Tuesday, March 07, 2006

Pawn Endgames

Pawn endgames occur pretty rarely in practice (2.87% of all games according to Fundamental Chess Endings by Müller and Lamprecht), however they are very important to study for two different reasons:

1) They are good positions to study to help to work on calculation (as I've heard from my coach and various other sources).
2) You might need to calculate them while making decisions as to whether or not the pawn endgame is good or at least okay in other endgames such as rook endgames (which occur in occur in 8.5% of all games) or rook + minor piece endgames (which occur in 15% of games).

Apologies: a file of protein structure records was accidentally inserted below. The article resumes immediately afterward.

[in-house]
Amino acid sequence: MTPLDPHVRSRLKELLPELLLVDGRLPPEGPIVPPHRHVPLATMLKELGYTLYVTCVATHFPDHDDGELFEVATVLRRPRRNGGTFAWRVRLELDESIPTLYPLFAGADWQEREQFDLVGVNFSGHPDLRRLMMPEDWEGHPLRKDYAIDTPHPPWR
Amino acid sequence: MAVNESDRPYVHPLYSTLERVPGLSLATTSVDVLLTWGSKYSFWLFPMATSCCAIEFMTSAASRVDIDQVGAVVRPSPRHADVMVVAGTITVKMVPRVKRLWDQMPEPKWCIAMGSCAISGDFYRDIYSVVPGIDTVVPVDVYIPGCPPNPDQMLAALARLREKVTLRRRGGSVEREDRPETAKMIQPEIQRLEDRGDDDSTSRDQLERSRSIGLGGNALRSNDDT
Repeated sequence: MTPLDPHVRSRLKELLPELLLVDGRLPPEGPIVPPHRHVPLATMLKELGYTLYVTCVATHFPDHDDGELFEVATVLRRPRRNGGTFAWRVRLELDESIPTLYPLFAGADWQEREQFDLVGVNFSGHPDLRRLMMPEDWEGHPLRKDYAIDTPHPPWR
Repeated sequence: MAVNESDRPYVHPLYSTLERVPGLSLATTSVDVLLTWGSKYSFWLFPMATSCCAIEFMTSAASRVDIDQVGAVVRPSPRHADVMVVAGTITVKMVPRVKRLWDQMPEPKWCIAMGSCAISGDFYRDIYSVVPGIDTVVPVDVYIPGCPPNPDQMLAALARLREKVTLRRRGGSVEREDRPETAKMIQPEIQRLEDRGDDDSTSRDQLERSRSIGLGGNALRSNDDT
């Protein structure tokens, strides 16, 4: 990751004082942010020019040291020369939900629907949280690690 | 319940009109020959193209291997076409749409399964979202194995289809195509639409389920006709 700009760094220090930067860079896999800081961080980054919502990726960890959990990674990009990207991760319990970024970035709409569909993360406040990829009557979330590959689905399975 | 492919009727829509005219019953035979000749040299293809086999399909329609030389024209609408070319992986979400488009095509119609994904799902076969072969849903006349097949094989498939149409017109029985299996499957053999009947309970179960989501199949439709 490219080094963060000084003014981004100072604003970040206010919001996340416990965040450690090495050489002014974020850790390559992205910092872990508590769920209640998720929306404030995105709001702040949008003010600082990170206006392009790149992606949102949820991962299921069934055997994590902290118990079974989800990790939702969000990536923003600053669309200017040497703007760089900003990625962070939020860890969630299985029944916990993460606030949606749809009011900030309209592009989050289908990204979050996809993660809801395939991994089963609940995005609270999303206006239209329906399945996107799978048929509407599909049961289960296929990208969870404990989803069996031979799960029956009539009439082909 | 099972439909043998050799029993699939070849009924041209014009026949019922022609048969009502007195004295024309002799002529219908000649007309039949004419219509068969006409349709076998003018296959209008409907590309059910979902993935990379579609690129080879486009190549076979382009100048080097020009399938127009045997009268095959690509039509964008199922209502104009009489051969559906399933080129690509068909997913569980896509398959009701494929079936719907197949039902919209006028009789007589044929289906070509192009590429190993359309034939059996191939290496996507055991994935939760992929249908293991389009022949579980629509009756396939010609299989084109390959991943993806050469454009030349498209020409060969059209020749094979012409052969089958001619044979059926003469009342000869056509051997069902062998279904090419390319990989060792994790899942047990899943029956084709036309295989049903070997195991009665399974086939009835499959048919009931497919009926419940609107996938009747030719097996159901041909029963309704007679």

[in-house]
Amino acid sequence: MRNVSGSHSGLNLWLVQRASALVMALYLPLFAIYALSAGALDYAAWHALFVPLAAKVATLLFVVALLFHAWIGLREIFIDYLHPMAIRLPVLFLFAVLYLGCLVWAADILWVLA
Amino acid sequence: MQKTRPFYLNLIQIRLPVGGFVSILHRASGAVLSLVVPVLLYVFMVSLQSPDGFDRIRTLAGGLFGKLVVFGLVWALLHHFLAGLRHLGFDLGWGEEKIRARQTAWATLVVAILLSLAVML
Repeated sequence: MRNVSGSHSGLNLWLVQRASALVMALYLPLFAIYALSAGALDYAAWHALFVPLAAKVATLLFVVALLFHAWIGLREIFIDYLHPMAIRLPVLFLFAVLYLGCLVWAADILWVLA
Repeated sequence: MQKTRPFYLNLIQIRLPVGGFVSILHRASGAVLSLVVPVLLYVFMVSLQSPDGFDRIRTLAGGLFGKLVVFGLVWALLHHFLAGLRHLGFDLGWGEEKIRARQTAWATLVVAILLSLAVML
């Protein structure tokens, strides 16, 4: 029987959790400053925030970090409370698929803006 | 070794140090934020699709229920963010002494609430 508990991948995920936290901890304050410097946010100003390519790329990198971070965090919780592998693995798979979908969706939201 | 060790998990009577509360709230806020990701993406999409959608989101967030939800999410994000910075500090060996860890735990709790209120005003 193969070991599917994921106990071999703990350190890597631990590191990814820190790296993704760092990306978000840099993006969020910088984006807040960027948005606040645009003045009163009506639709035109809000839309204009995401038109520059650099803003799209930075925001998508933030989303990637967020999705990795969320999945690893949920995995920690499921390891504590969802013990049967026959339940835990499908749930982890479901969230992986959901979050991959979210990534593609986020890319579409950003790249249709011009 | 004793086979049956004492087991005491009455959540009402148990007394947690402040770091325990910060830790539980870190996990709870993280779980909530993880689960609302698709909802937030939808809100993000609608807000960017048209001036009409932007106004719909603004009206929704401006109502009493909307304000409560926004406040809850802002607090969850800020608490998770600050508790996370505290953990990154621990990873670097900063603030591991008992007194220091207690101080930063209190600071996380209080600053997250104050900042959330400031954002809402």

Studying endgames is something I don't think I've done properly up until now. I think my judgment of such endgames is normally pretty good, but I find I have to work very hard while playing minor piece and pawn endgames. This is important as my play in complicated endgames and "queenless middlegames" is pretty good and I often rely on these as escapes when I start to get into trouble. So to start with I'm going to be working through Secrets of Pawn Endgames also by Müller and Lamprecht to both improve my pawn endgames and also work on my calculation. So as an introduction I decided to include a complicated position from one of my more recent tournaments where in the last round I was playing a friend and we reached the following position. White having just played b2-b3:
From Rocklin - Gutman

Black to move:
I'll leave this up for a day or two. Clearly black is better, but can he win this and if so, how?

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